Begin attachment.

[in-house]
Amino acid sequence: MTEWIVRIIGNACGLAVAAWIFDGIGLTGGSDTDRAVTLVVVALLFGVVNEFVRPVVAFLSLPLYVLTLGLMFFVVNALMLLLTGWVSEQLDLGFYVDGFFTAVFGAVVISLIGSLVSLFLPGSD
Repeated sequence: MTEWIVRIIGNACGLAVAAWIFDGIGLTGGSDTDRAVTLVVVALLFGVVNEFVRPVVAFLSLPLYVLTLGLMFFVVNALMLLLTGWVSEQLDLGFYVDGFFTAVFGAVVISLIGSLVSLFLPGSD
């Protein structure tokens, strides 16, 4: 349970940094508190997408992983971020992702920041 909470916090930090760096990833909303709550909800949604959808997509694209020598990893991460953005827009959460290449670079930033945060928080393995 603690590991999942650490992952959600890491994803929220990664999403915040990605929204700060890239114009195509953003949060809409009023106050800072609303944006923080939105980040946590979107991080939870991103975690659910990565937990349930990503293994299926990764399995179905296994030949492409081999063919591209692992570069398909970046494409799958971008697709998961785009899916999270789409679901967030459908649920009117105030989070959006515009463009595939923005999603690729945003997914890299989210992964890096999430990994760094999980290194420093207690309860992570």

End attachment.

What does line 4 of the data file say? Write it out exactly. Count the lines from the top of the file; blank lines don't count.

């Protein structure tokens, strides 16, 4: 349970940094508190997408992983971020992702920041 909470916090930090760096990833909303709550909800949604959808997509694209020598990893991460953005827009959460290449670079930033945060928080393995 603690590991999942650490992952959600890491994803929220990664999403915040990605929204700060890239114009195509953003949060809409009023106050800072609303944006923080939105980040946590979107991080939870991103975690659910990565937990349930990503293994299926990764399995179905296994030949492409081999063919591209692992570069398909970046494409799958971008697709998961785009899916999270789409679901967030459908649920009117105030989070959006515009463009595939923005999603690729945003997914890299989210992964890096999430990994760094999980290194420093207690309860992570």